Maple Ridge and Pitt Meadows motorists are also subject to the longer arm of the law, thanks to an Automated Licence Plate Recognition-equipped car the local detachment regularly shares with Langley.
Every six weeks or so, Mounties will sit in strategic spots and scan thousands of cars and trucks to see if vehicles are insured, drivers are licenced or whether warrants are outstanding for people.
But the cameras only provide police information they’d normally access anyway, says Sgt. Dale Somerville, in charge of Ridge Meadows six-man traffic section.
“It just does it 100 times faster.”
That means it can access motor vehicle files, or the Canadian Police Information Computer, the omnibus data base that tracks people across the country and tells police who’s arrestable under what charges.
People also wanted under a mental health warrant would also show up in CPIC.
“There’s no other database out there that I know of,” Somerville said.
The car Ridge Meadows borrows is an unmarked unit and usually requires four officers when it sets up, two in the car and two farther down the street pulling over the motorists.
Police like to set up on busy locations. The higher the traffic volume, the more effectively the scanner can be used.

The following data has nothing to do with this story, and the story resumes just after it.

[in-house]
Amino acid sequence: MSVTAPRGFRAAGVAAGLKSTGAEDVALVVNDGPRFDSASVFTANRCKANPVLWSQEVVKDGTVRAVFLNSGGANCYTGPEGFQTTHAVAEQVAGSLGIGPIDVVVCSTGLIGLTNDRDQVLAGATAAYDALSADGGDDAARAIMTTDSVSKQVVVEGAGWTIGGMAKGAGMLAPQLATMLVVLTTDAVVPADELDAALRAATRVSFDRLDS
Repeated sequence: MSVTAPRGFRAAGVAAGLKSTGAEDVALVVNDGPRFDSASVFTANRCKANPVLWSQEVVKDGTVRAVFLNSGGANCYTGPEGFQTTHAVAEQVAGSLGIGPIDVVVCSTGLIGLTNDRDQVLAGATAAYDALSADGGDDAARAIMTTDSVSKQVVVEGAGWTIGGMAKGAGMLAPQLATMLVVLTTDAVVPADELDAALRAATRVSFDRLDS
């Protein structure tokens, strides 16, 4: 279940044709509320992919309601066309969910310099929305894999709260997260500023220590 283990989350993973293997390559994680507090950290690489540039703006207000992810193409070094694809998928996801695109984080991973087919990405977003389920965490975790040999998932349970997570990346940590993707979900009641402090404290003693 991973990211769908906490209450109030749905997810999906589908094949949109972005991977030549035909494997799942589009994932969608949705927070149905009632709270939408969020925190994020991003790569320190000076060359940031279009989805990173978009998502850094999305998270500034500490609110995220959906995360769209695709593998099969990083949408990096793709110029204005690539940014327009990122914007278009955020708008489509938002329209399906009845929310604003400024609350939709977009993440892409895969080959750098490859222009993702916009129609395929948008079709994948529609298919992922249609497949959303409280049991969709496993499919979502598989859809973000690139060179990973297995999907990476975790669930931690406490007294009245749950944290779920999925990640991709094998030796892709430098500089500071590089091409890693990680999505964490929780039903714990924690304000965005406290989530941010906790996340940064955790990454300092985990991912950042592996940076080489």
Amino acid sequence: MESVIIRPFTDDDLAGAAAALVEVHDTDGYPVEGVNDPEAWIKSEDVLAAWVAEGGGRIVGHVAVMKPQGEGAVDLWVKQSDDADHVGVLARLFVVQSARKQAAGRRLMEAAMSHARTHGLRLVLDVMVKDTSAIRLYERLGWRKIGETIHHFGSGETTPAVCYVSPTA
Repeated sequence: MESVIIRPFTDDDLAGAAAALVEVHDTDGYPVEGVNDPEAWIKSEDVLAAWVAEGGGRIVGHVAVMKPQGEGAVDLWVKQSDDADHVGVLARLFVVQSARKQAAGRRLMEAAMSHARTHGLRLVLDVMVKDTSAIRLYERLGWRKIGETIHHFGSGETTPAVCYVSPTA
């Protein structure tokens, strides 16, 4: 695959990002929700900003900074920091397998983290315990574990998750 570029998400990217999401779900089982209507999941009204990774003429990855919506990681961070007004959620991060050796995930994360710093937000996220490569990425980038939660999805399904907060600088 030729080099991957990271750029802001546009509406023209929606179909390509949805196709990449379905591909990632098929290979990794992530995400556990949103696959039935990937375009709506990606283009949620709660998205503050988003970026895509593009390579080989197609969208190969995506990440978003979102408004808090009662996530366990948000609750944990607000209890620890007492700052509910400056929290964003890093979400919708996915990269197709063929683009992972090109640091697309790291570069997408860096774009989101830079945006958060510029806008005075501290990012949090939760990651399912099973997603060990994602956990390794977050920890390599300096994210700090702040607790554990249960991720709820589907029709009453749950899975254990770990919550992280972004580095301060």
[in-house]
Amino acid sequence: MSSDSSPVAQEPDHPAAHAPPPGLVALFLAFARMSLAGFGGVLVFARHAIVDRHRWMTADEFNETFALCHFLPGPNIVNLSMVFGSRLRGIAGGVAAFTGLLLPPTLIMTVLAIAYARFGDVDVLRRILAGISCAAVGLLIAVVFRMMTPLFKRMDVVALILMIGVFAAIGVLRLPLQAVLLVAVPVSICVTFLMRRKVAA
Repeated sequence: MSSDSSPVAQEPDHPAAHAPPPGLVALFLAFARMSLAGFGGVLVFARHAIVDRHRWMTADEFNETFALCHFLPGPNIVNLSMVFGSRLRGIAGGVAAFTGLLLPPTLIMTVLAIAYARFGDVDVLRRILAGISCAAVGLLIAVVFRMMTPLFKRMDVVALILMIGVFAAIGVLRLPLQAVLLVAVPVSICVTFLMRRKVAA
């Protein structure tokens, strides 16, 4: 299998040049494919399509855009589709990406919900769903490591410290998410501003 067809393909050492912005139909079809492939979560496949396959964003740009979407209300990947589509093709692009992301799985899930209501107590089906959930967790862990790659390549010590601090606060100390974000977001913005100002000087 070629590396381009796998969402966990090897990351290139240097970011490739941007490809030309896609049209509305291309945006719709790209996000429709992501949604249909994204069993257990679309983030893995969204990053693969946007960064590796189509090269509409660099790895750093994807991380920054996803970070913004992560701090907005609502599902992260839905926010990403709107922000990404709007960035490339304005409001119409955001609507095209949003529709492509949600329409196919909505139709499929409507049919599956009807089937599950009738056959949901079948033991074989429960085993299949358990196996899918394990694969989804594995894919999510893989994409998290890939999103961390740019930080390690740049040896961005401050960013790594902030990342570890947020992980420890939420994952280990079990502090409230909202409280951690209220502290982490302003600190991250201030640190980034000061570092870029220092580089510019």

“It has the ability of running lots of plates all the time.
Somerville’s not sure about the concerns raised about excessive police surveillance after reading accounts of the B.C. Privacy Commissioner’s investigation into the devices.
“I don’t know where they’re going with this because it’s no different database than what police already have. I just does it very quickly, very efficiently.”
He added that CPIC is wideranging and can show warrants issued under several laws. The database has been around for years.
“It’s only stuff that’s actionable by police.
“They’re excellent for Canadawide warrants.”
The technology also comes in handy when patrolling hotel parking lots, where the scanning of plates often can detect stolen cars.